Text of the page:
- Facilitate student production of individual research related to the varied causes and consequences of inequality and possible remedies for achieving equity and social justice (involving the intersections of class, income, wealth, gender, race, health, law, employment, and education)
- Identify and recruit the next generation of scholars engaged in the study of causes and consequences of inequality and design of remedies for addressing group-based disparities and conflicts
Program Administration and Faculty
Samuel DuBois Cook Center on Social Equity
- William A. Darity Jr., Program Founder
- Gwendolyn Wright, Program Administrator
- Erica Phillips, Program Coordinator
Durham Public Schools
- Daniel Kelvin Bullock, Executive Director for Equity Affairs with Durham Public Schools; program liaison
About Durham Public Schools
Durham Public Schools serves more than 32,000 students in 53 schools across the city and county. Student-participants in the Young Scholars Summer Research Institute must be currently enrolled in Durham Public Schools and entering the ninth, tenth, or eleventh grade.
Young Scholars in the News
"Young Scholars Summer Research Institute Highlights Local Student Research On Inequality"
Monday, August 14, 2017
Student participants in the Samuel DuBois Cook Center on Social Equity Young Scholars Summer Research Institute presented research projects before more than 200 parents, Duke faculty and staff and teachers and administrators from Durham Public Schools, at the program’s capstone conference July 31 at the Nasher Museum of Art.
The presentations culminated the Young Scholars Summer Research Institute, a three-week instructional program sponsored by the Samuel DuBois Cook Center on Social Equity at Duke in partnership with the Durham Public School System (DPS) for students in grades 8-11.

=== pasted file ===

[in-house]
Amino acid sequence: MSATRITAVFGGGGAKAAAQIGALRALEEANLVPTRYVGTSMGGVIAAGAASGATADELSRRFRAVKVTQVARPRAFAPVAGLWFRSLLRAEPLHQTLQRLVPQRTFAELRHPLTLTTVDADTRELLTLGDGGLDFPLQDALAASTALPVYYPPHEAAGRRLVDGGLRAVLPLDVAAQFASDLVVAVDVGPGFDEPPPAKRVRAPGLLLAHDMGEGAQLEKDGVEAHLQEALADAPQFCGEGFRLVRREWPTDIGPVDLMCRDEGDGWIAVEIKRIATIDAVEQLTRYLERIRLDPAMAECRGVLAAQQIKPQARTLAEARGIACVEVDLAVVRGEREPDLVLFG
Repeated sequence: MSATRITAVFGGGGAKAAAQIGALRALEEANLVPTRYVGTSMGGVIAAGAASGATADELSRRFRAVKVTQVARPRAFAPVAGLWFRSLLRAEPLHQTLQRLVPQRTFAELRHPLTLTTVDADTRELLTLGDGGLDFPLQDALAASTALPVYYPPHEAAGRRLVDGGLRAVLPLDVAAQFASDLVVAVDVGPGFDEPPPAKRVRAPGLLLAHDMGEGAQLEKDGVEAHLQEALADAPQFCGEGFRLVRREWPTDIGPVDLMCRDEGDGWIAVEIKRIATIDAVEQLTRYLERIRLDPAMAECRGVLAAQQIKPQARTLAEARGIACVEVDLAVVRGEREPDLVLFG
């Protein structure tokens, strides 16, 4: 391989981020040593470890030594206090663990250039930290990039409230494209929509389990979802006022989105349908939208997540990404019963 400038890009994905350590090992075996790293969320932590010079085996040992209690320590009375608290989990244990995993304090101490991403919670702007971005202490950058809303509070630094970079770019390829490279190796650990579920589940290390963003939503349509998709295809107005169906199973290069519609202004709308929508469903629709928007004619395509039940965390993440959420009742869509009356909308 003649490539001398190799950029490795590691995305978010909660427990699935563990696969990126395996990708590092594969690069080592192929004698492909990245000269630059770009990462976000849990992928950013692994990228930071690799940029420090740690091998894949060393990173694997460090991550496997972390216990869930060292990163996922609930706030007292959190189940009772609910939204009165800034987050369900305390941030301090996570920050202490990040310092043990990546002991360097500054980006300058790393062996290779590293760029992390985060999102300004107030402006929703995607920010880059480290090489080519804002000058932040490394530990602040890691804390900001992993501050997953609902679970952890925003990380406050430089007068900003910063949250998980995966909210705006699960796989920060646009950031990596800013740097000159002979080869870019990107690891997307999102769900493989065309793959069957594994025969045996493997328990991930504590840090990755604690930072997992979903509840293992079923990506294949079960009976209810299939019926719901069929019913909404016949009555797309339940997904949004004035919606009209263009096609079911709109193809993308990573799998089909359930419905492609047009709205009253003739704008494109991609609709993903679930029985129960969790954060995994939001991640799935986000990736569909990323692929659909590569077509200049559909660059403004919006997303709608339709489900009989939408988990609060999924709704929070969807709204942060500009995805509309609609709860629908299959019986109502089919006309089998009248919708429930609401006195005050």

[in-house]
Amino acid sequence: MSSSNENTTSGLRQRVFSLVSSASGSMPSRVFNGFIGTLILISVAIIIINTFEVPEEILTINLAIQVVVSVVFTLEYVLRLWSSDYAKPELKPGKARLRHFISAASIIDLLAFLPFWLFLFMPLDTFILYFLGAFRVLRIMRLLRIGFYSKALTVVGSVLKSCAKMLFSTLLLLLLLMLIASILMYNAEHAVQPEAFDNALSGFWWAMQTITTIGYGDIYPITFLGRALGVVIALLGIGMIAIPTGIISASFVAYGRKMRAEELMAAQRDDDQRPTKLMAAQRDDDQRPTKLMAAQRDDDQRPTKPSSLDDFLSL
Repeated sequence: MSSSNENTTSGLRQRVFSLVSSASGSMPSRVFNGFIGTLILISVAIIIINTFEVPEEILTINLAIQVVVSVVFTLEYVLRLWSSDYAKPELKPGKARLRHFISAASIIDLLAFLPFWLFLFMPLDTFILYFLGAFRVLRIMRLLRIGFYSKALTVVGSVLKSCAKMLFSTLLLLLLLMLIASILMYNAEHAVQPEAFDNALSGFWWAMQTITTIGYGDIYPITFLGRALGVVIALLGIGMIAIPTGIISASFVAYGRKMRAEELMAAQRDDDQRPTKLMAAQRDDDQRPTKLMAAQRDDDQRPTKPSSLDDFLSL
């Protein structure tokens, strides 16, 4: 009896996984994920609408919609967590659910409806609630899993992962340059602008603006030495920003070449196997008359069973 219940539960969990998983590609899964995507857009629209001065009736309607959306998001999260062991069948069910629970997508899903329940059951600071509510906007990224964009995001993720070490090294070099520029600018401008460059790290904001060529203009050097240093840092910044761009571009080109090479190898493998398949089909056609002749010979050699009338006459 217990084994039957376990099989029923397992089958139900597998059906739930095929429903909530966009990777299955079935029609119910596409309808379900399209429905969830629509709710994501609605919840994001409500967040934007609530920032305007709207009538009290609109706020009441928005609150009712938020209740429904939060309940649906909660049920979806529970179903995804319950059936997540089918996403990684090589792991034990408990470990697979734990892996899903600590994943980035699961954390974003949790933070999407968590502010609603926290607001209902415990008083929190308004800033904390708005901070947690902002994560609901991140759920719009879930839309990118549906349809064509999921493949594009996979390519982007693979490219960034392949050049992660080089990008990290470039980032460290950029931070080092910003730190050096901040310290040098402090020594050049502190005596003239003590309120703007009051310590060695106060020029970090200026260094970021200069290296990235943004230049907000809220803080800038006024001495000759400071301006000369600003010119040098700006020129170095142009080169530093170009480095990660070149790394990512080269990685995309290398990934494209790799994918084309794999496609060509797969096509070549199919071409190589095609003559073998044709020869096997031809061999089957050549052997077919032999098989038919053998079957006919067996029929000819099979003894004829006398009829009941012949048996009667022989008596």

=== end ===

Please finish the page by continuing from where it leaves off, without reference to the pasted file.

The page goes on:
In keeping with the Cook Center’s central mission as a community of scholars engaged in the study of the causes and consequences of inequality, the institute develops students’ writing and research skills and identifies and recruits the next generation of scholars concerned with the causes and consequences of inequality and the assessment and redesign of remedies for inequality and its adverse effects. Students explore the economic, political, social and cultural dimensions of inequality during the institute under the direction of middle and high school Durham Public School System teachers, university professors and Cook Center researchers.
William A. Darity Jr., founding director of the Samuel DuBois Cook Center on Social Equity and Samuel DuBois Cook Professor of Public Policy, African and African American Studies, and Economics at Duke, paid tribute to the Samuel DuBois Cook Center on Social Equity’s three-year collaboration with Durham Public Schools in his welcoming address.
“The summer institute is designed to provide young scholars with the opportunity to investigate a wide range of issues involving inequality and social inequity with an eye towards trying to think about ways in which we can change those conditions,” Darity said.
A advocate of higher education, Billye S. Aaron of the Hank Aaron Chasing the Dream Foundation delivered the program’s keynote address.
“From the time we are born, to the time that we die, we are learning,” Aaron said. “We are learning lessons that will carry us throughout our lifetime. Learning is a constant… and that is why the Young Scholars are here today.”
Read the full article here.
Sylvia F. Cook talks with Cook Center summer research students at the July 31 capstone event. Keynote speaker Billye S. Aaron is also pictured.
"Young Scholars Summer Research Institute Helps Durham Youth Develop Writing, Research Skills"
Saturday, August 1, 2015
Through the Young Scholars Summer Research Institute, Durham Public School students in grades eighth, ninth and 10th spent two weeks developing writing and research skills and learning about the intersection of wealth, racial, legal, housing, gender, and educational Inequalities as well as their impact locally and globally. The institute is sponsored by the Duke University Samuel Dubois Cook Center on Social Equity and facilitated by DPS teachers, university professors and guest speakers from community organizations in Durham.